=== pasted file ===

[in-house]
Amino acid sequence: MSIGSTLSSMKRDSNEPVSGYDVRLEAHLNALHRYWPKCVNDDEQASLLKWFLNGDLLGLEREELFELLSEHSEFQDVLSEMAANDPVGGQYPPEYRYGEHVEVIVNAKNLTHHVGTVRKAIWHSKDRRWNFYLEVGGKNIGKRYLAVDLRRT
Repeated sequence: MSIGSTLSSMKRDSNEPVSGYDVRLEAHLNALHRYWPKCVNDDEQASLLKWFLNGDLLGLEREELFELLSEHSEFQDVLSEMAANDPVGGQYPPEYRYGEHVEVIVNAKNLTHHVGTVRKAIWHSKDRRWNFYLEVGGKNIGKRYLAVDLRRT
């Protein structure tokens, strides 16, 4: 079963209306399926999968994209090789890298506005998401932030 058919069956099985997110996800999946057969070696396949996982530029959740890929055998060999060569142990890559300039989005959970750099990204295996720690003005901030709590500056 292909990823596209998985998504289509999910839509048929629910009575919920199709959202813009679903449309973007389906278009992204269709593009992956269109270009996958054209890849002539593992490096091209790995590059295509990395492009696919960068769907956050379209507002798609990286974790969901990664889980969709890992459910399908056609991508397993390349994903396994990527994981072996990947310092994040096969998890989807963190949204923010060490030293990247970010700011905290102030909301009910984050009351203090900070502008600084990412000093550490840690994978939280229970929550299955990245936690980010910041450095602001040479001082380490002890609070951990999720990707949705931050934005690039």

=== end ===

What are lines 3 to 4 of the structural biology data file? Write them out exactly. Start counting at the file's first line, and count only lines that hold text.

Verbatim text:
Repeated sequence: MSIGSTLSSMKRDSNEPVSGYDVRLEAHLNALHRYWPKCVNDDEQASLLKWFLNGDLLGLEREELFELLSEHSEFQDVLSEMAANDPVGGQYPPEYRYGEHVEVIVNAKNLTHHVGTVRKAIWHSKDRRWNFYLEVGGKNIGKRYLAVDLRRT
């Protein structure tokens, strides 16, 4: 079963209306399926999968994209090789890298506005998401932030 058919069956099985997110996800999946057969070696396949996982530029959740890929055998060999060569142990890559300039989005959970750099990204295996720690003005901030709590500056 292909990823596209998985998504289509999910839509048929629910009575919920199709959202813009679903449309973007389906278009992204269709593009992956269109270009996958054209890849002539593992490096091209790995590059295509990395492009696919960068769907956050379209507002798609990286974790969901990664889980969709890992459910399908056609991508397993390349994903396994990527994981072996990947310092994040096969998890989807963190949204923010060490030293990247970010700011905290102030909301009910984050009351203090900070502008600084990412000093550490840690994978939280229970929550299955990245936690980010910041450095602001040479001082380490002890609070951990999720990707949705931050934005690039």